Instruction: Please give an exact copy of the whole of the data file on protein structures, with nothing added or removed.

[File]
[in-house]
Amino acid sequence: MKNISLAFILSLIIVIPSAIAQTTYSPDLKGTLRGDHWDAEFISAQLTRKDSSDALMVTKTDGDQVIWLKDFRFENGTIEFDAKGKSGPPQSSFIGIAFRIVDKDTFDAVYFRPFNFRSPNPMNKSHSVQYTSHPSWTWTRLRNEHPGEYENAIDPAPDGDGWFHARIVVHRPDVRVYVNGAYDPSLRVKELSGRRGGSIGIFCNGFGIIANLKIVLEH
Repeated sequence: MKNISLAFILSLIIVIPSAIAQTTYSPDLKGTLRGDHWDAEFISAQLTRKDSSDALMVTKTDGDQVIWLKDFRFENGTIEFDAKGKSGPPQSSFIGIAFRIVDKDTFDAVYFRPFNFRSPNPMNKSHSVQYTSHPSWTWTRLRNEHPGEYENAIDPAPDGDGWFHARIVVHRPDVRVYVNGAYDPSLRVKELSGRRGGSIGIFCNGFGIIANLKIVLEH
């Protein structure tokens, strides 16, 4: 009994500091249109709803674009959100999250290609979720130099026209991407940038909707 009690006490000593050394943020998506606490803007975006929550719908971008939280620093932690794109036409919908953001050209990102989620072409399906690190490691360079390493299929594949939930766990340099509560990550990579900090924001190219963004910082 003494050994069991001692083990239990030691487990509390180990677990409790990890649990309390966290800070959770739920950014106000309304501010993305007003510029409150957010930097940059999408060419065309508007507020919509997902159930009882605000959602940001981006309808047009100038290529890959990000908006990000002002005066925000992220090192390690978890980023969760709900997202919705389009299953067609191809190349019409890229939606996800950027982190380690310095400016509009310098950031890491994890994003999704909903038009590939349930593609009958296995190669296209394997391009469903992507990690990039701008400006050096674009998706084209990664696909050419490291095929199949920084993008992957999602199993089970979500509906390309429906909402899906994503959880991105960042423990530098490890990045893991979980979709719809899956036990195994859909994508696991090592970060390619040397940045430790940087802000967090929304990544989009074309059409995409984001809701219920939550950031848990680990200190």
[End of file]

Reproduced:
[in-house]
Amino acid sequence: MKNISLAFILSLIIVIPSAIAQTTYSPDLKGTLRGDHWDAEFISAQLTRKDSSDALMVTKTDGDQVIWLKDFRFENGTIEFDAKGKSGPPQSSFIGIAFRIVDKDTFDAVYFRPFNFRSPNPMNKSHSVQYTSHPSWTWTRLRNEHPGEYENAIDPAPDGDGWFHARIVVHRPDVRVYVNGAYDPSLRVKELSGRRGGSIGIFCNGFGIIANLKIVLEH
Repeated sequence: MKNISLAFILSLIIVIPSAIAQTTYSPDLKGTLRGDHWDAEFISAQLTRKDSSDALMVTKTDGDQVIWLKDFRFENGTIEFDAKGKSGPPQSSFIGIAFRIVDKDTFDAVYFRPFNFRSPNPMNKSHSVQYTSHPSWTWTRLRNEHPGEYENAIDPAPDGDGWFHARIVVHRPDVRVYVNGAYDPSLRVKELSGRRGGSIGIFCNGFGIIANLKIVLEH
């Protein structure tokens, strides 16, 4: 009994500091249109709803674009959100999250290609979720130099026209991407940038909707 009690006490000593050394943020998506606490803007975006929550719908971008939280620093932690794109036409919908953001050209990102989620072409399906690190490691360079390493299929594949939930766990340099509560990550990579900090924001190219963004910082 003494050994069991001692083990239990030691487990509390180990677990409790990890649990309390966290800070959770739920950014106000309304501010993305007003510029409150957010930097940059999408060419065309508007507020919509997902159930009882605000959602940001981006309808047009100038290529890959990000908006990000002002005066925000992220090192390690978890980023969760709900997202919705389009299953067609191809190349019409890229939606996800950027982190380690310095400016509009310098950031890491994890994003999704909903038009590939349930593609009958296995190669296209394997391009469903992507990690990039701008400006050096674009998706084209990664696909050419490291095929199949920084993008992957999602199993089970979500509906390309429906909402899906994503959880991105960042423990530098490890990045893991979980979709719809899956036990195994859909994508696991090592970060390619040397940045430790940087802000967090929304990544989009074309059409995409984001809701219920939550950031848990680990200190």